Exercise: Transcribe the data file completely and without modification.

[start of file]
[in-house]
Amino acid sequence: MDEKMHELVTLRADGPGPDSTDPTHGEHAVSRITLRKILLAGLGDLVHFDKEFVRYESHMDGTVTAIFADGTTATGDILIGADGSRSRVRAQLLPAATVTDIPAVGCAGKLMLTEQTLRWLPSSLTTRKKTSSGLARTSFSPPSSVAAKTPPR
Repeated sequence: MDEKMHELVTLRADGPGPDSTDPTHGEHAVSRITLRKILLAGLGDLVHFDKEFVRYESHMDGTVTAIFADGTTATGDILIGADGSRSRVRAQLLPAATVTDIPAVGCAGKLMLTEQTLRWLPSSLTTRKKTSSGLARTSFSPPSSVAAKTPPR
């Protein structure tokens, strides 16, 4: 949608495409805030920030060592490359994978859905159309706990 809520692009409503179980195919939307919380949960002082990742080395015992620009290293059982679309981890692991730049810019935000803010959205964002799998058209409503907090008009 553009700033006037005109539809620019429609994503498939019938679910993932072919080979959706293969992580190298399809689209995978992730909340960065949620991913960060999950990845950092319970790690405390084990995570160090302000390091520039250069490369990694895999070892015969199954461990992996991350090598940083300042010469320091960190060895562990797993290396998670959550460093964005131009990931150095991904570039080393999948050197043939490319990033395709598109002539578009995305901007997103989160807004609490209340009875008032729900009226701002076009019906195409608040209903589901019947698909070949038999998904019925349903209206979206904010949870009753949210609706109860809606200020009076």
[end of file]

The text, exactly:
[in-house]
Amino acid sequence: MDEKMHELVTLRADGPGPDSTDPTHGEHAVSRITLRKILLAGLGDLVHFDKEFVRYESHMDGTVTAIFADGTTATGDILIGADGSRSRVRAQLLPAATVTDIPAVGCAGKLMLTEQTLRWLPSSLTTRKKTSSGLARTSFSPPSSVAAKTPPR
Repeated sequence: MDEKMHELVTLRADGPGPDSTDPTHGEHAVSRITLRKILLAGLGDLVHFDKEFVRYESHMDGTVTAIFADGTTATGDILIGADGSRSRVRAQLLPAATVTDIPAVGCAGKLMLTEQTLRWLPSSLTTRKKTSSGLARTSFSPPSSVAAKTPPR
């Protein structure tokens, strides 16, 4: 949608495409805030920030060592490359994978859905159309706990 809520692009409503179980195919939307919380949960002082990742080395015992620009290293059982679309981890692991730049810019935000803010959205964002799998058209409503907090008009 553009700033006037005109539809620019429609994503498939019938679910993932072919080979959706293969992580190298399809689209995978992730909340960065949620991913960060999950990845950092319970790690405390084990995570160090302000390091520039250069490369990694895999070892015969199954461990992996991350090598940083300042010469320091960190060895562990797993290396998670959550460093964005131009990931150095991904570039080393999948050197043939490319990033395709598109002539578009995305901007997103989160807004609490209340009875008032729900009226701002076009019906195409608040209903589901019947698909070949038999998904019925349903209206979206904010949870009753949210609706109860809606200020009076």